Michelle Gyles-McDonnough: United Nations Day at Taylor's University

Oct 24, 2015

Yang Berbahagia Professor Dato’ Dr Hassan Said, President and Vice-Chancellor, Taylor’s University,

Yang Amat Mulia Tunku Zain Al-‘Abidin ibni Tuanku Muhriz,

Professor Dr. Pradeep Nair, Deputy Vice-Chancellor, Taylor’s University,

Professor Dr. Perry Hobson, Pro Vice-Chancellor of Global Engagement,

Associate Professor Dr. Tang Siew Fun, Director of the Integrated Teaching and Lifelong Learning Centre at Tayor’s

Yang Berbahagia Dato’ Sarjit Singh Banta Singh, Advisor of the SHINE Award Programme,

Distinguished guests,

Ladies and gentlemen,

Good morning and Happy United Nations Day!

It is my great pleasure to be here at Taylor’s University to commemorate with you the 70th anniversary of the historic formation of the United Nations.  Seventy years ago, on this day, the world came together as a community of nations and agreed to uphold a set of shared purposes and principles to save future generations from the scourge of war, and to ensure peace and security, sustainable development and the enjoyment of human rights by all peoples everywhere.

Since then, we have achieved much. We have successfully ended war between nations.  We have seen the birth of new nations, and seen the efforts of nation building result in significant improvements in human development.  Indeed in the most recent 15 years of this rich 70 year legacy, the accelerated push of the Millennium Development Goals has lifted more than 1 billion people out of poverty, made significant inroads in health, the environment, empowering women, ensuring education for both girls and boys, and in reducing the rate of maternal and infant mortality. But much more needs to be done.

Today, alongside these enduring achievements, many challenges remain.  Internal conflict, the rise of extremism, growing inequalities, and persecution threaten the fabric of peace and security and tear at basic human rights, resulting in some 60 million people forcibly displaced, compared to 37.5 million just a decade ago. And climate change is no longer a future prospect but a clear and present threat.

So this year, as we celebrate 70 years, it is clear that the work of the UN is not done.  We look ahead to a better world, ready – guided by a new 2030 Agenda and new sustainable development goals (or SDGs), which have been developed through the most participatory and inclusive process in history. Millions around the world, including 8000 Malaysians in face-to-face and on line discussions, helped to shape the goals.  The SDGs have now set for us a bold and ambitious course over next 15 years to continue the project to transform our world.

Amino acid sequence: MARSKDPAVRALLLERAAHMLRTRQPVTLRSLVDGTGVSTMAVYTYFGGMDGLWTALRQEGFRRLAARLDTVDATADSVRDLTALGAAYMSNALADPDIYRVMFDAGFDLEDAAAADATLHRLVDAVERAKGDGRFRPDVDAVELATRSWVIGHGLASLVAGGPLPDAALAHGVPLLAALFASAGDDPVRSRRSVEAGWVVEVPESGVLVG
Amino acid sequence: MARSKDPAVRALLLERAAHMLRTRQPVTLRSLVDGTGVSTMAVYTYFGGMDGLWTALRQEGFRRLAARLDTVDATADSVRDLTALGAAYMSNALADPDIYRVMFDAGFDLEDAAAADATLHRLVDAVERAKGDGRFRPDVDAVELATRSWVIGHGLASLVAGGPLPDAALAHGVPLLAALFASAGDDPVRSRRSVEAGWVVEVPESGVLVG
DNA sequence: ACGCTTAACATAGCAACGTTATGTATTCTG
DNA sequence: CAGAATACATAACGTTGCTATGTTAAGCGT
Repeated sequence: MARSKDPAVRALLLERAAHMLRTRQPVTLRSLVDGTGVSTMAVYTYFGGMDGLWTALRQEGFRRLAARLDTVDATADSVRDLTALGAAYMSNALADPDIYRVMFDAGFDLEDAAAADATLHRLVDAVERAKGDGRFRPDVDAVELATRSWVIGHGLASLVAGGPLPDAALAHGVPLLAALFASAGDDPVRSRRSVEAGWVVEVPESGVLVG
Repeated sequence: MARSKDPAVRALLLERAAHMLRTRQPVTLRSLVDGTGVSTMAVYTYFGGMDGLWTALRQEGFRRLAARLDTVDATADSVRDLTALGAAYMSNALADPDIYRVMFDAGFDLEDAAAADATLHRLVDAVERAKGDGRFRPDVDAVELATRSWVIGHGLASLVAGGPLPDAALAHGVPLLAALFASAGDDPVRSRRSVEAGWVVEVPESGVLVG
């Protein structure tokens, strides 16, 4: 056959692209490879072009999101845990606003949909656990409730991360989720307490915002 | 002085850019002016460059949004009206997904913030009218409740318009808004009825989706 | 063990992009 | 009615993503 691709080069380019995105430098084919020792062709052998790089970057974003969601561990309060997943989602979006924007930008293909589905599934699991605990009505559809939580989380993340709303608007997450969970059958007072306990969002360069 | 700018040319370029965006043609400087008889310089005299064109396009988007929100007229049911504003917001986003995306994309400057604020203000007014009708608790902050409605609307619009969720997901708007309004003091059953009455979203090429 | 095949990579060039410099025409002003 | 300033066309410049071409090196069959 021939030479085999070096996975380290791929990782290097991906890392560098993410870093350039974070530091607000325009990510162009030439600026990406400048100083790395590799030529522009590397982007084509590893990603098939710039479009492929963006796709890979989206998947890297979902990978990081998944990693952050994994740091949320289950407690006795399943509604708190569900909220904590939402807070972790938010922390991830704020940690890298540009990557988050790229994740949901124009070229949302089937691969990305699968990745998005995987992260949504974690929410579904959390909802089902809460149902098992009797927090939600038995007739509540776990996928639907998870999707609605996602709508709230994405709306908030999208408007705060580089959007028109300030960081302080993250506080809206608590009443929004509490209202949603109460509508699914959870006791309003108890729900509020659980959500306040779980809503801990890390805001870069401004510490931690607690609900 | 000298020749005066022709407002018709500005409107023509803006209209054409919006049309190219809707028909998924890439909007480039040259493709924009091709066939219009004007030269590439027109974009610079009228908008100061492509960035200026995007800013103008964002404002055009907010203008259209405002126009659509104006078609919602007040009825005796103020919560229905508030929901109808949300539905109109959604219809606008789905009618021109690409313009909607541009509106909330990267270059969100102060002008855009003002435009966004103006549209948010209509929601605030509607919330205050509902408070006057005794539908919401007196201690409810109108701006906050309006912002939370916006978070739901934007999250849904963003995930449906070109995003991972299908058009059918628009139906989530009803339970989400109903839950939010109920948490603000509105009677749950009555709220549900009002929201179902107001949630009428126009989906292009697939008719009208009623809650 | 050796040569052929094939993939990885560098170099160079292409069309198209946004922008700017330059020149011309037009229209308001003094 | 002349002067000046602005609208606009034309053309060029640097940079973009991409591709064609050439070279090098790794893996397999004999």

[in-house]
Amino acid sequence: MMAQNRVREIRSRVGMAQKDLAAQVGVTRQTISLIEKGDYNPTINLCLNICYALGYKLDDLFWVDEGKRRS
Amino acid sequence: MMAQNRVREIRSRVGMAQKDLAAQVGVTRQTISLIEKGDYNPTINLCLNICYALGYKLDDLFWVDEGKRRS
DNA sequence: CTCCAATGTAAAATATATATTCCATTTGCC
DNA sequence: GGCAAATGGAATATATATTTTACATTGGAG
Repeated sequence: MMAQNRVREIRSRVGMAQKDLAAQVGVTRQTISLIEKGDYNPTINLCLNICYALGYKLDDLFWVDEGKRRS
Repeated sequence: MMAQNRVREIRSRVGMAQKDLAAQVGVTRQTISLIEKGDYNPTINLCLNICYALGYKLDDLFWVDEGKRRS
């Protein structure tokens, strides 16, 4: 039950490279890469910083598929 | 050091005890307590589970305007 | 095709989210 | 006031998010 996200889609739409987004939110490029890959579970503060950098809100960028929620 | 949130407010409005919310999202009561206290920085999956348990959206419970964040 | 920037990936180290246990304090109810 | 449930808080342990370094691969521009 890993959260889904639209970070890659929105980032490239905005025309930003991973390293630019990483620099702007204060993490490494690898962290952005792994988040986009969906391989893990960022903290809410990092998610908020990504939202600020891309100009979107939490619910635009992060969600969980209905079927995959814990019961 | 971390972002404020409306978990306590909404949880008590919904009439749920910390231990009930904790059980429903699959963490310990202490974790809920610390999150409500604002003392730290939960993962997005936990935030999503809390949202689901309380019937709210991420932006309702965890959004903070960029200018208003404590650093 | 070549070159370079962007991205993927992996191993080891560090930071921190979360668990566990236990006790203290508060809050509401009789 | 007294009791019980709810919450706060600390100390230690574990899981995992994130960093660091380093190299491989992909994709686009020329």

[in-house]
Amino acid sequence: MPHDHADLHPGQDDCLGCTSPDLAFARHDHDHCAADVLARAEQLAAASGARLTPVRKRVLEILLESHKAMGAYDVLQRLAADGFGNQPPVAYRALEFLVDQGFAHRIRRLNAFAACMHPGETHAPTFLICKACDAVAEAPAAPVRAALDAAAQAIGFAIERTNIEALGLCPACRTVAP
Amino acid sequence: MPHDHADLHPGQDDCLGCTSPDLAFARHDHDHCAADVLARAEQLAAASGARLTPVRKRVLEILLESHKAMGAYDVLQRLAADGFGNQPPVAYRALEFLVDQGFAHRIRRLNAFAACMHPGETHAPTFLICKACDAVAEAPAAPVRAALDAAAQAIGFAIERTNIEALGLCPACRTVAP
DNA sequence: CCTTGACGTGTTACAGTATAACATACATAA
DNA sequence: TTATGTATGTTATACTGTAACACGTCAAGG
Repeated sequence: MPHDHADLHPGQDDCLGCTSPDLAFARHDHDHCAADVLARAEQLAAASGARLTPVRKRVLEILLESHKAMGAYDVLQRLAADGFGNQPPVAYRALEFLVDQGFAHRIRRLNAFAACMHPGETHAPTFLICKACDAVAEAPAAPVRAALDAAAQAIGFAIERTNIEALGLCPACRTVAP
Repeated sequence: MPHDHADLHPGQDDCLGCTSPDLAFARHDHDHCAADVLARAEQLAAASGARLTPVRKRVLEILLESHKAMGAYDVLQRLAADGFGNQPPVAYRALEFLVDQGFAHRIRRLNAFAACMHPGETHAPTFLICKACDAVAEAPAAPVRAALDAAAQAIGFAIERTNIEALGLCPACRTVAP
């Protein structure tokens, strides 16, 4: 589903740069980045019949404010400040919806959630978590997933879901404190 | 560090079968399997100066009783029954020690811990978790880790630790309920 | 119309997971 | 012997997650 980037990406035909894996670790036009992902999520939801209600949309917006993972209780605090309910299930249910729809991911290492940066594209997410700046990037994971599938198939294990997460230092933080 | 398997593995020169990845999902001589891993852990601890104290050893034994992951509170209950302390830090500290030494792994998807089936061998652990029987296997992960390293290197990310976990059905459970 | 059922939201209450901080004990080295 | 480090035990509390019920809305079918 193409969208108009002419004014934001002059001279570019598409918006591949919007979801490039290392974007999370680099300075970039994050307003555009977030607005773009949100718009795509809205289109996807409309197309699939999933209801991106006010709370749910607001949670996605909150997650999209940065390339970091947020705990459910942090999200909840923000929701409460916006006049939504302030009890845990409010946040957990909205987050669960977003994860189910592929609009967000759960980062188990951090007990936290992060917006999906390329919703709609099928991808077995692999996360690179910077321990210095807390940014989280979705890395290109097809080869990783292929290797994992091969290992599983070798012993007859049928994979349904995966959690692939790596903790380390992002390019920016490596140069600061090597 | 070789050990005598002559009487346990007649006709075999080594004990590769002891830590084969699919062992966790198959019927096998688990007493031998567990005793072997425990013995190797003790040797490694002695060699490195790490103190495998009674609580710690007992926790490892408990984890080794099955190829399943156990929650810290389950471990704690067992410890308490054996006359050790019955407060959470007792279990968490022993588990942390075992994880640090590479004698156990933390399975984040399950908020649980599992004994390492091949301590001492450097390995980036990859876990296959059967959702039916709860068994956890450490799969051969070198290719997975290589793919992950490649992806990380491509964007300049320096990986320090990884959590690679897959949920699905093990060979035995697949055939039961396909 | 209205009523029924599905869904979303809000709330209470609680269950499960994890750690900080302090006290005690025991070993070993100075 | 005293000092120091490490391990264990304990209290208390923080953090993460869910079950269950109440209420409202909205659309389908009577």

This year, UN member states also have come together on the Sendai Framework to reduce disaster risk and build the resilience of nations; and the Addis Ababa Action Agenda, which is a new global framework for financing sustainable development.  Another key piece of the puzzle will come into place in December, when countries, we hope, will take the courageous step to conclude a new global agreement on climate change at COP21 in Paris.

To achieve this ambitious 2030 Agenda, we need a strong UN. This is the message of this year’s commemorative theme for UN Day:  “Strong UN. Better World.”

The theme highlights the importance of multilateralism and the unique and essential role that the UN plays in enabling participation, inclusion and partnerships across borders, and with public and private sectors, civil society, academia and citizens for the global public good. As proven by the important collective decisions and landmark agreements that have been reached just this year alone, it is only the United Nations that provides the indispensable global platform to facilitate dialogue and consensus for the common good for people, our planet and a prosperous and sustainable future that is shared by all.  The UN achieves this by ensuring that the voices of all countries, large and small, are heard. Seven decades after its founding, the United Nations remains a beacon for all humanity.

We are clear on what needs to be done. Now is the time for determined action.  Success will depend on new and innovative partnerships to implement our shared agenda for the next 15 years.  This agenda for peace, prosperity, security and dignity for all is not just the responsibility of governments, but of all of us.  We must do our part.

In closing, I would like to congratulate and to thank Taylor’s University, its staff members and students for organising this event and, by doing so, demonstrating their solidarity with the many women and men who have dedicated their lives to the purposes and principles of the Charter of the United Nations, to create the world that we want under our united blue flag.  The 70th anniversary is a moment to recognize their dedication – and to honour the many who made the ultimate sacrifice in the line of duty.

As the Secretary-General stated in his UN Day message today, “The timeless values of the UN Charter must remain our guide.  Our shared duty is to “unite our strength” to serve “we the peoples”.

Thank you.

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